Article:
Gavin, you might be over worried about small talk with Americans. Let them take the lead about what questions they will ask you. You can always talk about the weather with them or sports if you feel comfortable with that. Small talk will happen when you are more confident in your English language skills.
Momo, I think you bring up an important point about people in Morris not using umbrellas when it rains. This is a drought period and I think the people in Morris are just glad whenever it rains so it is welcome and they don’t even think about having an umbrella, the rain is so rare. If it rained every other day and the rain was a nuisance I think you would see more people here use umbrellas.
Sunny, I think that is a GREAT observation about Americans not eating out of bowls like they do in China. In the winter time, you will see a lot more soup being eaten but with spoons and not out of the side of bowls.
Iris, I am not so sure that it is accurate to say that Chinese don’t have racial discrimination and only Americans have this problem. What about the Xighurs out in western China? Or how about the Tibetans, is there not some kind of discrimination against them for not being Han Chinese? I think whenever people have different customs, you will have some kind of tension or at least wariness.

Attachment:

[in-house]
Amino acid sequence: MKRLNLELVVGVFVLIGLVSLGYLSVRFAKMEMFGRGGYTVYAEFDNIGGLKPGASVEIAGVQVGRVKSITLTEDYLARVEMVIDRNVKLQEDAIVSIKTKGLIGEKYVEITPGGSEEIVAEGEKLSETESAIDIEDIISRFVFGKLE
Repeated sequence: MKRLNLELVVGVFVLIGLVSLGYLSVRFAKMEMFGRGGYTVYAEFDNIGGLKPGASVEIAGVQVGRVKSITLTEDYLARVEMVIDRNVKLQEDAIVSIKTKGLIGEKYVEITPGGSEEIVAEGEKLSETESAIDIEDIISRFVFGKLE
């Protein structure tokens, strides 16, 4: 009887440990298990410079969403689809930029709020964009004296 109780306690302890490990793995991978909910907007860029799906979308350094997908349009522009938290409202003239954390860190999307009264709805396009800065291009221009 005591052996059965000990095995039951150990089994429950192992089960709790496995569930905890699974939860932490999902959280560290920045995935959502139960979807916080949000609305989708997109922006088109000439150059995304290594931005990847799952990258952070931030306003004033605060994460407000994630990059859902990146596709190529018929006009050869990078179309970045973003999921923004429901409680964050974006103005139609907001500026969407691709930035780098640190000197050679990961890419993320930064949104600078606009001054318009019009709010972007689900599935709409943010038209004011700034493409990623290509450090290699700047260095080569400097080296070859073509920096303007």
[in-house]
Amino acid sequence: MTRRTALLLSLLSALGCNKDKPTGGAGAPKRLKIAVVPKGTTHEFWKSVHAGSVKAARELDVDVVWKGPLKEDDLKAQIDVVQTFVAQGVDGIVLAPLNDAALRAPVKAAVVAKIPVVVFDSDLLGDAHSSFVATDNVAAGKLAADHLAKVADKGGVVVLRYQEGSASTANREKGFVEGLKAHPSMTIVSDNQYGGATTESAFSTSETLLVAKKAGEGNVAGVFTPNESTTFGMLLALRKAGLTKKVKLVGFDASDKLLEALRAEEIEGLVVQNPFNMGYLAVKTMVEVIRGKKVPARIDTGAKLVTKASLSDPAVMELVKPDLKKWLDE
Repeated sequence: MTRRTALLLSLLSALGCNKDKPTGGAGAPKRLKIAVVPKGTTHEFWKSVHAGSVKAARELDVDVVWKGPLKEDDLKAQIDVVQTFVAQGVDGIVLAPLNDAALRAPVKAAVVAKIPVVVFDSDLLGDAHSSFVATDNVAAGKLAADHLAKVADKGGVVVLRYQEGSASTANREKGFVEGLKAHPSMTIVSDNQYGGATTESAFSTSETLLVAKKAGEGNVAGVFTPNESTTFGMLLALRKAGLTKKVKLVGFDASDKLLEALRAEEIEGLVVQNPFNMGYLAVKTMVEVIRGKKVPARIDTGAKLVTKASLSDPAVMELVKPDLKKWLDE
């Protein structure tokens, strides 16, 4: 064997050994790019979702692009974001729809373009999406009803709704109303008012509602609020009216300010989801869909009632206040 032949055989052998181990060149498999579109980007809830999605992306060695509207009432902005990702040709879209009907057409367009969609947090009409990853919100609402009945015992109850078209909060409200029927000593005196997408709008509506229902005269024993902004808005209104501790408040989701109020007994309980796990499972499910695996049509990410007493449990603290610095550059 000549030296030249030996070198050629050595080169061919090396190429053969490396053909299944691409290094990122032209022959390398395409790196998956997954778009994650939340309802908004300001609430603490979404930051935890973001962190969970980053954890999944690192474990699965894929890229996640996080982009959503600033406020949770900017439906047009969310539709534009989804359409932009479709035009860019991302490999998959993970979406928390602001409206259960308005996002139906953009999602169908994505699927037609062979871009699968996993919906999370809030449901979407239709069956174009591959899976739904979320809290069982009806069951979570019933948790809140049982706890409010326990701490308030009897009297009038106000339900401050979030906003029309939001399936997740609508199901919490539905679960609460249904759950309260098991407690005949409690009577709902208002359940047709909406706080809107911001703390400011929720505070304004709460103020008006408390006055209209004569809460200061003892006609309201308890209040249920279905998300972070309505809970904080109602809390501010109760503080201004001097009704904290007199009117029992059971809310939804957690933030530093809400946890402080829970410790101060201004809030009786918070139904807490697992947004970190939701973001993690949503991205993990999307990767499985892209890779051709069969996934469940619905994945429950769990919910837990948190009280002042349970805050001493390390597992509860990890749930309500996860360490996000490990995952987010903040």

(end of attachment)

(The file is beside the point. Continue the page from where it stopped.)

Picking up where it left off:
Kevin, I’m not sure what you mean about showing passion with talking to foreigners, I think that you need to show you are being sincere and that you can reveal what you think or feel. It is not good to be emotionless.
Tina, you are right about American food being so sweet, we DO use lots of sugar and I don’t know why that is true. You will also observe many fat Americans as a result and that is not healthy.
Mewtwo, it is not considered impolite if you don’t ask the question of Americans “How are you?” or “How’s it going?” just be prepared to be asked that by an American and to realize they don’t really want to know your answer, you just have to say, “fine.” Always appear optimistic and upbeat even if you are down.